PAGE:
Elefant Records release albums from the pick of European Pop

Giorgio Tuma - In The Morning We’ll Meet
Giorgio Tuma - In The Morning We’ll Meet

Giorgio Tuma – In The Morning We’ll Meet

Two years on from his amazing debut (My Vocalese Fun Fair) Italian pop genius Giorgio Tuma unveils his 16-track follow up on his Spanish label with songs in English.

Apologies, I’m writing like you’re in on the secret, but I get the feeling you’re not. Not for much longer, however, for I am about to induct you into the Giorgio Tuma fan club. What can I say? That he’s the biggest talent to emerge in sun-drenched pop since Brian Wilson, John Phillips, Burt Bacharach or Herb Alpert last wrote a decent tune?

Maybe I’m building him up too much? Maybe you should just take a listen in front of a mirror so you can watch your jaw slacken with wonder that someone is still out there writing delicious gentle melodic pop with orchestral arrangements and vocal harmonies that would have done Mr Bacharach & Mr David proud.

One listen is enough to sense that In The Morning We’ll Meet is every bit as good as the debut. Half-a-dozen listens, however, fail to throw up an absolute stand-out in the way that ‘Let’s Make the Stevens Cake’ or ‘Astroland by Bus’ leapt out of the debut. A criticism of sorts, but it all holds together as a coherent wistful work of aural art, just even more languid, ethereal and beautiful that the previous disc.

I’ll go for ‘An Enchanting Blue’ or ‘Oh Marc, Please, Let me Fly with my LV’ with its dreamy trumpet or ‘Innocenza Cetra’ and its gorgeous violins as the highlights. Timeless.


Very few labels can dare claim that they define a sound; Sun, Tamla-Motown, Stax, 2-Tone and Postcard form an elite crew. The good people at Elefant HQ in Madrid are building a damn good case for membership.

Various Artists – Space Escapade Unit 1 Destination: Pluto Sector 68 (Aventura Espacial)

Space Escapade Unit 1 is the latest of several pop picnics from their overflowing basket. Scouring Europe for the best in pop talent, an ability to commit sunshine to vinyl/tape would appear the common denominator whether the medium is power pop, shoe gaze, C86, Eurodisco or boy-girl Mamas & Papas-style pop. You’ll notice I keep using that word beginning with P. There’s no other word that’ll do. Elefant do Pop and do it very well.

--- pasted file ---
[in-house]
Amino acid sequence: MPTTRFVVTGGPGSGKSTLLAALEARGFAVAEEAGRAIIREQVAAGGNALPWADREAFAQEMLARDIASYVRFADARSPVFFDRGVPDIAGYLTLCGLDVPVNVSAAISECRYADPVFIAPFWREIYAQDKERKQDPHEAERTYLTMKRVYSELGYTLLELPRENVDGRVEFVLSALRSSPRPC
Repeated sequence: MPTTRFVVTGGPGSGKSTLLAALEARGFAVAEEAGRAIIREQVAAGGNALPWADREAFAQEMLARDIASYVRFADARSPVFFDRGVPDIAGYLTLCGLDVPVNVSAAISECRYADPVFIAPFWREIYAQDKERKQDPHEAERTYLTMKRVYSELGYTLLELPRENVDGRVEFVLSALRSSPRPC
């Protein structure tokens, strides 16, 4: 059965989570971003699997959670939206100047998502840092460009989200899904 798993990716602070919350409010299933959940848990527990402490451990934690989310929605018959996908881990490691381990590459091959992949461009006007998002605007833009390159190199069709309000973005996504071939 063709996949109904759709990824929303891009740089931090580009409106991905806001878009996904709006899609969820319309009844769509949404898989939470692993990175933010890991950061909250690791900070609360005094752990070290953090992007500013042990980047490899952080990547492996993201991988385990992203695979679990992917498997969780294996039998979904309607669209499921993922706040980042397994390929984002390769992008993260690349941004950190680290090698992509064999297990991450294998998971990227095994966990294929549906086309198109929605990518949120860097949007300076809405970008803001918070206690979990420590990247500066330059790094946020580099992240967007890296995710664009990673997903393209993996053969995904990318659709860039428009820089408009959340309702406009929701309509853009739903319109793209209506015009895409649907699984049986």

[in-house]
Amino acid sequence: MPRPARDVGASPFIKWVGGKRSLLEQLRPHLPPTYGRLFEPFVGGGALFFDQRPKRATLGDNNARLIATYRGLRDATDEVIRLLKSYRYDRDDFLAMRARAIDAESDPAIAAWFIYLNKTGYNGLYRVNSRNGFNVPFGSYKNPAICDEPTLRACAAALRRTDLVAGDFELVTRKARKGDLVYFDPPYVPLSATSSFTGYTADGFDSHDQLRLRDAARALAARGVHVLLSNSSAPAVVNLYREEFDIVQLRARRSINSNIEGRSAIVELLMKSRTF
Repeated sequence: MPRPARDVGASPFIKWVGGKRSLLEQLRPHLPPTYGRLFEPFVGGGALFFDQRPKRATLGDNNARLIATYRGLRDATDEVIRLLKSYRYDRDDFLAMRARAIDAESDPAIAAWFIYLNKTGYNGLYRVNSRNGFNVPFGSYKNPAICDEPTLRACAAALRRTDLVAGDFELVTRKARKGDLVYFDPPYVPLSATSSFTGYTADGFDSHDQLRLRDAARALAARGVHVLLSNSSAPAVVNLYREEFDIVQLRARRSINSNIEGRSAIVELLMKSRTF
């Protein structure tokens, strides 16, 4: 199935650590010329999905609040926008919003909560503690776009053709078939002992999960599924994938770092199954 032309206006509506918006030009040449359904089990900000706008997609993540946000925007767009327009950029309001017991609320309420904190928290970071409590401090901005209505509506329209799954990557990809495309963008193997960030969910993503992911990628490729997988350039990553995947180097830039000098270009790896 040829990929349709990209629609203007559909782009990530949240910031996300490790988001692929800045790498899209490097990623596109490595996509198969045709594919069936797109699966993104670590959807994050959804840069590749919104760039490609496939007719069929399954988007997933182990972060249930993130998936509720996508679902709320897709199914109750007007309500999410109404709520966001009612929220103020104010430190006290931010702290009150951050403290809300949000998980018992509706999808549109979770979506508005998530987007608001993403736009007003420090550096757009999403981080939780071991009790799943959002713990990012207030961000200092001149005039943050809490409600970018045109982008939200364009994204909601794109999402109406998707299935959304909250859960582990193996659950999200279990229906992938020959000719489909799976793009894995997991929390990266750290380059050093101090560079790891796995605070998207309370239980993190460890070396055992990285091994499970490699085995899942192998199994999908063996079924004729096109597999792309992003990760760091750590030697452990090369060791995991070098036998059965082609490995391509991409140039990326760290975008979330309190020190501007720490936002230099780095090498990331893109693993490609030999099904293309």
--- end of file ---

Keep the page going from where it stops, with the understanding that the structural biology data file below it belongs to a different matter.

I can’t pretend that I love it all; it’s just that the overall standard is very high. There will be several for you among the 44 track double-disc. I’ll take ‘Lloyd, I’m Ready to be Heartbroken’ by Camera Obscura (though would happily do without their cover of ‘Super Trouper’). Similarly, I really don’t care for the Eurodisco opener from La Casa Azul, but their ‘Bad Guys’, featuring Duglas T. Stewart on disc 2 is pretty dandy.

Fitness Forever (another group who made a great 2009 debut album), The School, Modular, The Carrots (a la Billie Davis – nice!), Serpentina, Nick Garrie, Ibon Errazkin, Les Tres Bien Ensemble and, of course, the assured sounds of Giorgio Tuma all grace the collection.

If none of those names mean anything to you, think of them as cousins of Broadcast, Air, Saint Etienne or Belle & Sebastian; nieces and nephews of the aforementioned 1960s chaps and chapesses.


It is worth mentioning too that all Elefant discs, in my experience, are beautifully designed and packaged. It’s important; it shows they care.  Pretty delightful.

For more informatioon visit the Elefant records website.



Art Brut Live @ The Lexington

Art Brut Live @ The Lexington, London on Friday 3rd June 2011

The soliloquy is a very under used form in the history of pop music. With good reason. It is completely unsuited to a medium where the optimum format is a blast of joyous energy with musical accompaniment lasting a maximum of 3 mins 20 seconds. In the wrong hands it could also prove to be a dire form of entertainment; overblown, pompous and ripe for pseud’s corner.